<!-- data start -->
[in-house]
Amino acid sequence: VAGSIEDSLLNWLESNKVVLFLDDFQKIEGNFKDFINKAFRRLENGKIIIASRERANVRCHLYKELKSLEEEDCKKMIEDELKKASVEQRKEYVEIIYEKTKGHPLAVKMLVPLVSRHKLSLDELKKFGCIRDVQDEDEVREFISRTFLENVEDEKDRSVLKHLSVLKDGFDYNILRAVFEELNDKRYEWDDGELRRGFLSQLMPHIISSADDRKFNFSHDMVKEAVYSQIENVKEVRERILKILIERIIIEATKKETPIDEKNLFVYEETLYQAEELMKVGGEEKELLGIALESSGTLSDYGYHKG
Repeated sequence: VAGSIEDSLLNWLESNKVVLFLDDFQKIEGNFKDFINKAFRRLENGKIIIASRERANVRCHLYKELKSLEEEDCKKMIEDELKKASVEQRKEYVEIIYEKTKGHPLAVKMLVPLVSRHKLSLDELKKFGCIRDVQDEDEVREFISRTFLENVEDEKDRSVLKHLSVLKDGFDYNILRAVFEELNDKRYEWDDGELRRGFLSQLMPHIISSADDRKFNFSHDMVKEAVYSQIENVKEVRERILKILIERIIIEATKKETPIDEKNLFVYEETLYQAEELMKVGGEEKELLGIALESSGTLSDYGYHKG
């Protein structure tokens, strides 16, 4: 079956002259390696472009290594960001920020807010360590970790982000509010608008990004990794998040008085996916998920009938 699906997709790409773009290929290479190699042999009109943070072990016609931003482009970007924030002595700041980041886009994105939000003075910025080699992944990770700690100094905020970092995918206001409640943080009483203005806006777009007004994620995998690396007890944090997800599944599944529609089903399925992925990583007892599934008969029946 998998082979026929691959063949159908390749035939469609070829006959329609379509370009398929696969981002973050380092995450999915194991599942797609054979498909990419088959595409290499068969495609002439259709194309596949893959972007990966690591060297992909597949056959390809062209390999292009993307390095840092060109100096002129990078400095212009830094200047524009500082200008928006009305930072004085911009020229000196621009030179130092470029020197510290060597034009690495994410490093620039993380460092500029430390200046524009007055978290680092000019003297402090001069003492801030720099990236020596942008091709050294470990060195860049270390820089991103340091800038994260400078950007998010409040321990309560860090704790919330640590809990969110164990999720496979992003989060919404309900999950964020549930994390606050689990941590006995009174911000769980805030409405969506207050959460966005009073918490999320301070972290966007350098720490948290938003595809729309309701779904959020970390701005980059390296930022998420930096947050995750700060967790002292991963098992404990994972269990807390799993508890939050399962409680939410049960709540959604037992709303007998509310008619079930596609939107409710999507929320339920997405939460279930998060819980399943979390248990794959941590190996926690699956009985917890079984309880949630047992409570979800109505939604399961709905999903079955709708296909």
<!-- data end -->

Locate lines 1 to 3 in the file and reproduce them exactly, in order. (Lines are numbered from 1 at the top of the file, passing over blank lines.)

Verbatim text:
[in-house]
Amino acid sequence: VAGSIEDSLLNWLESNKVVLFLDDFQKIEGNFKDFINKAFRRLENGKIIIASRERANVRCHLYKELKSLEEEDCKKMIEDELKKASVEQRKEYVEIIYEKTKGHPLAVKMLVPLVSRHKLSLDELKKFGCIRDVQDEDEVREFISRTFLENVEDEKDRSVLKHLSVLKDGFDYNILRAVFEELNDKRYEWDDGELRRGFLSQLMPHIISSADDRKFNFSHDMVKEAVYSQIENVKEVRERILKILIERIIIEATKKETPIDEKNLFVYEETLYQAEELMKVGGEEKELLGIALESSGTLSDYGYHKG
Repeated sequence: VAGSIEDSLLNWLESNKVVLFLDDFQKIEGNFKDFINKAFRRLENGKIIIASRERANVRCHLYKELKSLEEEDCKKMIEDELKKASVEQRKEYVEIIYEKTKGHPLAVKMLVPLVSRHKLSLDELKKFGCIRDVQDEDEVREFISRTFLENVEDEKDRSVLKHLSVLKDGFDYNILRAVFEELNDKRYEWDDGELRRGFLSQLMPHIISSADDRKFNFSHDMVKEAVYSQIENVKEVRERILKILIERIIIEATKKETPIDEKNLFVYEETLYQAEELMKVGGEEKELLGIALESSGTLSDYGYHKG